There is a new book that just came out called 40s Universal Monsters: A Critical Commentary, covering all of the monster films that Universal put out during that decade. Author John T. Soister had published a similar book back in 2001 covering the Universal films of the 30s, entitled Of Gods and Monsters: A Critical Guide to Universal’s Science Fiction, Horror and Mystery Films, 1929-1939. Now, along with contributors Henry Nicolella, Harry H. Long, & Dario Lavia, they take on the ’40s, covering 66 titles from The Invisible Man Returns to Abbott & Costello Meet Frankenstein.
But what does have to do with opinions? Hear me out. Looking through my own library, I have several books that deal with the early days of cinema. If we’re talking about the silent era, we have Silent Screams by Steve Haberman, or Wayne Kinsey’s entry in his incredible Fantastic Films of the Decades series, as well as Troy Howarth’s own series, Tome of Terror, who has covered the decade of the ’30s as well. Kinsey is already up to halfway through the ’40s with his ongoing series. But then I also have Universal Horrors by Tom Weaver, Michael and John Brunas, Soister’s aforementioned Of Gods and Monsters, Mank’s Hollywood Cauldron, Senn’s Golden Horrors, and even a few others titles. Then we move into the ’50s and beyond with multiple titles in each of those as well.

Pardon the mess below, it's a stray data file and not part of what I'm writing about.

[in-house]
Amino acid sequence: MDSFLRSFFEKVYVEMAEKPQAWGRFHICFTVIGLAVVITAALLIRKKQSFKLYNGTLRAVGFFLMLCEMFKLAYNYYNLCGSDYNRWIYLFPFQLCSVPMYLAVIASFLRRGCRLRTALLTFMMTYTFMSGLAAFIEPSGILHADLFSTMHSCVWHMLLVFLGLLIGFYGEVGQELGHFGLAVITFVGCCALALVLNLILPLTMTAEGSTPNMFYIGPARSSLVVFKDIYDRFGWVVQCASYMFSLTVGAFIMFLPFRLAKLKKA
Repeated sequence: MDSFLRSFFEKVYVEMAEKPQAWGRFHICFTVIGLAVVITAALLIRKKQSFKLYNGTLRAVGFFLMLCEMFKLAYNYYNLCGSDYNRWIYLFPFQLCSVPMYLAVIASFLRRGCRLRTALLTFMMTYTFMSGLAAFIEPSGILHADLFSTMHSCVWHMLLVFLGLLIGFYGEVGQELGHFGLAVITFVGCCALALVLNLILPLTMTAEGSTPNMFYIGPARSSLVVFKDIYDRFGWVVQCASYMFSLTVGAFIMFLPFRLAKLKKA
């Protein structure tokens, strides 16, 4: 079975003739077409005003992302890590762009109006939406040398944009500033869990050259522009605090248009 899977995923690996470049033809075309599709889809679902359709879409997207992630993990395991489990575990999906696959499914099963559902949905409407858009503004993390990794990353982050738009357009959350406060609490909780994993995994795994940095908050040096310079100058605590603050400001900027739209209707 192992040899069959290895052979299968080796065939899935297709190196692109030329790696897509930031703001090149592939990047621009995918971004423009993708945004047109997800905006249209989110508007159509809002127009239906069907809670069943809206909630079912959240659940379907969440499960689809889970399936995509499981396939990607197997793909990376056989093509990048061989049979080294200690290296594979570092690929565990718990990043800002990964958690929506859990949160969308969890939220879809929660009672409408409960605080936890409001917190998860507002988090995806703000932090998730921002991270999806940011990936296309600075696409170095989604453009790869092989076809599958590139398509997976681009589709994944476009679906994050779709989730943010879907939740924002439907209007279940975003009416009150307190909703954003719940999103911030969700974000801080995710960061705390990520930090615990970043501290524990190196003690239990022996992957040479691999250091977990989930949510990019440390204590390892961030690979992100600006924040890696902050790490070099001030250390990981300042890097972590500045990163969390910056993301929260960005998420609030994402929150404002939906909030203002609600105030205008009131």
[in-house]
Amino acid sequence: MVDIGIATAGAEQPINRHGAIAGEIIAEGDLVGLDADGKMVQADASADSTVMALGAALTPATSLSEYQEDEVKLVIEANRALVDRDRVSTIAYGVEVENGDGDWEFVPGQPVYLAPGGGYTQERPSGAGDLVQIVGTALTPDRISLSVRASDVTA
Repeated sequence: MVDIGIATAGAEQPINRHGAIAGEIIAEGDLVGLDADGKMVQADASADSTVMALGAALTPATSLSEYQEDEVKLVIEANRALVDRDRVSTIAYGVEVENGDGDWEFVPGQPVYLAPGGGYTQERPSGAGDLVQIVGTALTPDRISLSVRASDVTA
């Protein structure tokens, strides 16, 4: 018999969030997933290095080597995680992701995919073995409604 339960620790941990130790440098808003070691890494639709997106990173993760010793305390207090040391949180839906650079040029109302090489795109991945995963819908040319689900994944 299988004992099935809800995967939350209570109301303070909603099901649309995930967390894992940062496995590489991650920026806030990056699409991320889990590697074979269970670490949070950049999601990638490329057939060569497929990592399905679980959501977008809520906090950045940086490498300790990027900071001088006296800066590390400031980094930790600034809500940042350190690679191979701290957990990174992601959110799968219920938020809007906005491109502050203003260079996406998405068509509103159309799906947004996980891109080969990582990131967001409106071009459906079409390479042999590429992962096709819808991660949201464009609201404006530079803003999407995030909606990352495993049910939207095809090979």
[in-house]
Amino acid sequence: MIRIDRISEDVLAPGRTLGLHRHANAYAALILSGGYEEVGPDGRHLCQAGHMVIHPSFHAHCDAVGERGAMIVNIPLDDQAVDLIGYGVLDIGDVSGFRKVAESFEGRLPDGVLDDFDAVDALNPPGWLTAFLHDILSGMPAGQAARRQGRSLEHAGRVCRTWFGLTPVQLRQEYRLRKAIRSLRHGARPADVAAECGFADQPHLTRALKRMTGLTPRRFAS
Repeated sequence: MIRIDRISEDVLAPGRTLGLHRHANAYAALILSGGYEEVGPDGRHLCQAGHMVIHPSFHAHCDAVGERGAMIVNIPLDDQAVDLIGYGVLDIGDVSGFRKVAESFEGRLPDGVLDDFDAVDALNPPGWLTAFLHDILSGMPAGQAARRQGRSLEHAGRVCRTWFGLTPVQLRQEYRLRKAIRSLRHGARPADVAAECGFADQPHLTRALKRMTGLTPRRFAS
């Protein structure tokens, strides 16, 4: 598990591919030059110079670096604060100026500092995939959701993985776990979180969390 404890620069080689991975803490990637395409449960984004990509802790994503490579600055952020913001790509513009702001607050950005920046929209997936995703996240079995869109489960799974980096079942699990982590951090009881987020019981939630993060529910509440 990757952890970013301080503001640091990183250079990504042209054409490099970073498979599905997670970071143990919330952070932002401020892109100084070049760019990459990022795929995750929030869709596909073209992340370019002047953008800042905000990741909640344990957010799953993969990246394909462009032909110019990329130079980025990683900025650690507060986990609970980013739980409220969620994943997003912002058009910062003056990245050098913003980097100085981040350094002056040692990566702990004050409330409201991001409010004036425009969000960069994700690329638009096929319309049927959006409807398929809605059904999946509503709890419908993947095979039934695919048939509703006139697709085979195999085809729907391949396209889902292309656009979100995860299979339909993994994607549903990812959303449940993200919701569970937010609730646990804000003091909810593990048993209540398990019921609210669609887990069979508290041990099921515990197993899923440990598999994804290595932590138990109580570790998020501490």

In conjunction with the release of Godzilla vs Kong, McFarland Books is having a 30% off sale on all their books dealing with Kaiju and all the other giant monster books they have, through April 30th. Just using the code KAIJU30, you can save some gigantic $$ here on some really amazing and some even essential titles for your library. Such as David Kalat’s A Critical History and Filmography of Toho’s Godzilla Series. Normally retail price is $29.95 now you can get it for just over $20. Or maybe Jason Barr’s The Kaiju Film: A Critical Study of Cinema’s Biggest Monsters.
All you need to do is click the link HERE and start adding some titles and saving some money. If you ever wanted to do some series study of Japan’s famous monsters, this is a great place to start. There is a wide variety of titles here, even including not just Godzilla type films, but all giant monsters, such as listed in the book Apocalypse Then. Plus, I’m sure the more you read about these films, you’ll discover some titles that you’ll want to seek out to further your kaiju education!
Coming this September, fans of Elvira will be able to read the real story behind those … eyes! Cassandra Peterson, the real person inside everyone’s favorite hostess with the most, has her biography coming out right before Halloween. Entitled Yours Cruelly, Elvira: Memoirs of the Mistress of the Dark, from Hatchette Books, you’ll learn about how she left home at age 14 and by 17 was performing at the famous Dunes Hotel in Las Vegas, rubbing shoulders with the likes of Frank Sinatra, Sammy Davis Jr., and Tom Jones, as well as a chance encounter with some guy named Elvis.